Jo Knox has been in maths education for 30 years, working as a maths consultant for the past decade, and she says the knowledge gap between early years students appears to be growing.  

“What a lot of teachers are saying is that the diversity of students is getting wider more recently, than in years before,” Knox explains.

“They’ve got students who can already count and add and work with numbers who enter their school, sitting alongside some students who can’t form sets or don’t know number names, they’ve never seen numbers before.

“Some students are even arriving at school, not being able to dress themselves or open their lunchboxes.”  

New Zealand’s latest PISA results show a 15 point drop in maths scores, with a decrease in high performers and an increase in low performers over the past 20 years.

This effect was stronger in maths than in science or reading, where the percentage of low performers increased from 15 per cent of New Zealand 15-year-olds in 2003 to 29 percent in 2022, while the percentage of high performers dropped from 21 to 10 per cent in the same period.

Jo Knox, of The Learner First and Maths Development Ltd, jets off across the ditch in July, thanks to the Margaret Blackwell travel fellowship.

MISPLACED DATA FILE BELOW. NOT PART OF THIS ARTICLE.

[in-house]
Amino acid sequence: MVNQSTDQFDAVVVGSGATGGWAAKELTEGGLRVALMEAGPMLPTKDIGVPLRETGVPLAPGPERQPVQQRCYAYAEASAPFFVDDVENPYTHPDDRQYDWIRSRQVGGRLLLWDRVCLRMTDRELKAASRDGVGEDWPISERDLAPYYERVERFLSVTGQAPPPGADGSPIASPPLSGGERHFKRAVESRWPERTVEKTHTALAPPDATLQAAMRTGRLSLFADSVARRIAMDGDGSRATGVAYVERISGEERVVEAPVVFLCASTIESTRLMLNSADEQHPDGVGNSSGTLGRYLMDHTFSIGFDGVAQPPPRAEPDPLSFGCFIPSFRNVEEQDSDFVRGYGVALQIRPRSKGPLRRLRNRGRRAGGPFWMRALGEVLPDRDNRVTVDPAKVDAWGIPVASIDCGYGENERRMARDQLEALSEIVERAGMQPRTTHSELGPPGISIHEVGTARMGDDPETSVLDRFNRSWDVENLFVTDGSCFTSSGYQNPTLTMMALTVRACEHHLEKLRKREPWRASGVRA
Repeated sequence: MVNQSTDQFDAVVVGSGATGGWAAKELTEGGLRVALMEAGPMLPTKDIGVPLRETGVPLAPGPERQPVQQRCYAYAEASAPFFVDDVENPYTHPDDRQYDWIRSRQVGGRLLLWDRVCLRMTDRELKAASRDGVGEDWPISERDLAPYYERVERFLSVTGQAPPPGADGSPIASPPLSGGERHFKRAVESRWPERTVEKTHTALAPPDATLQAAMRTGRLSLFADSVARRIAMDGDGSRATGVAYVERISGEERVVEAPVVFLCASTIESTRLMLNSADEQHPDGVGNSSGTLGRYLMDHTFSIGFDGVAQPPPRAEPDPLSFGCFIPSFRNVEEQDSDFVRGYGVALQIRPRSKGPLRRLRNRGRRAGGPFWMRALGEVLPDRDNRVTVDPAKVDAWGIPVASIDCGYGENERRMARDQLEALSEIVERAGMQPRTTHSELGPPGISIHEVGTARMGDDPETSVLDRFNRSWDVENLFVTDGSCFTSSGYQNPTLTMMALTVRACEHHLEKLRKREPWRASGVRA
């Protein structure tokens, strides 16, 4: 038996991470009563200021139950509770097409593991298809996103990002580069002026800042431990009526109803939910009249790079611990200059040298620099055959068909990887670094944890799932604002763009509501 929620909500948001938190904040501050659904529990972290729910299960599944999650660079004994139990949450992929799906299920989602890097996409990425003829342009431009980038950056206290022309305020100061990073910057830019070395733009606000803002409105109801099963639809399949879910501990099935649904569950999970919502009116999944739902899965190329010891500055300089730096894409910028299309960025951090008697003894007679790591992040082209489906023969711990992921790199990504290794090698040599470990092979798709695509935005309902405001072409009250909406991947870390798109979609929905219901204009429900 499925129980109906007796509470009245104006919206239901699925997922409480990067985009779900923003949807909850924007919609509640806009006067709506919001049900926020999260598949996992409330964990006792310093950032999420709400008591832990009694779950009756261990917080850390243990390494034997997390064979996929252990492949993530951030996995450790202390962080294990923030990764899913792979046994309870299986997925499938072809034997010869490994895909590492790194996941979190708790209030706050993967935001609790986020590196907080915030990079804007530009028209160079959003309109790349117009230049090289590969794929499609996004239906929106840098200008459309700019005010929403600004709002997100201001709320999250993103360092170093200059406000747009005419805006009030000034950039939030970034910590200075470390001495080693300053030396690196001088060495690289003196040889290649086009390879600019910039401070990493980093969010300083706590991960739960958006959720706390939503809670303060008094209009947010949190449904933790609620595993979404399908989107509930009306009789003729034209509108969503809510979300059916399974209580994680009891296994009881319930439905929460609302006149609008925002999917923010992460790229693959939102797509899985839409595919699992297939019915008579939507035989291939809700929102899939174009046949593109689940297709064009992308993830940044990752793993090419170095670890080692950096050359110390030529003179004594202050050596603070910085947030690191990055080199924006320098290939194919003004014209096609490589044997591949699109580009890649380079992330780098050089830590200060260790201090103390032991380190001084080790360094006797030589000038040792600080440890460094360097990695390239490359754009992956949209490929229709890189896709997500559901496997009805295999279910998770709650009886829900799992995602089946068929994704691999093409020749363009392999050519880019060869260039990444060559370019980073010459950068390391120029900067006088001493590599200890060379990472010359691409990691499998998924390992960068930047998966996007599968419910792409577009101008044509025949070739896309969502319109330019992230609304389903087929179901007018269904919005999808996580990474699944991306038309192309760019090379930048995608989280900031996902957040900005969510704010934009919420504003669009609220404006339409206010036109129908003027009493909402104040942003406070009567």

And while the new Government is keen to address this by implementing clear achievement benchmarks in the refreshed curriculum, Knox says there’s nothing to indicate where students should be at when they first enter school.

This is something Knox hopes to remedy, as the grateful recipient of NZCER’s Margaret May Blackwell Fellowship, valued at $20,000.  

“I’m absolutely thrilled to have been awarded this fellowship,” Knox says.

“It’s a once-in-a-lifetime opportunity really.”

Knox will use her fellowship funding to travel to Australia, Japan and Canada, her proposal focussing on ‘facilitating a smooth and successful transition in maths for our young learners, between early childhood and school’.

She says she chose her travel destinations based on a PISA report which showed all three countries have programs designed to facilitate a smooth transition between early years education and primary school.

Beginning in Australia July, Knox will visit early childhood centres and primary schools, observing teachers and learners in action.

“I’m also keen to connect with some academics that work in early childhood ... maybe even some personnel from the ministries as well, that could just shed a little bit of light on the rationale for their processes and systems etc.”

Knox says she hopes to bring back some knowledge of systems and processes which could be implemented in New Zealand on a grand scale, as the current system she says, is very ad hoc.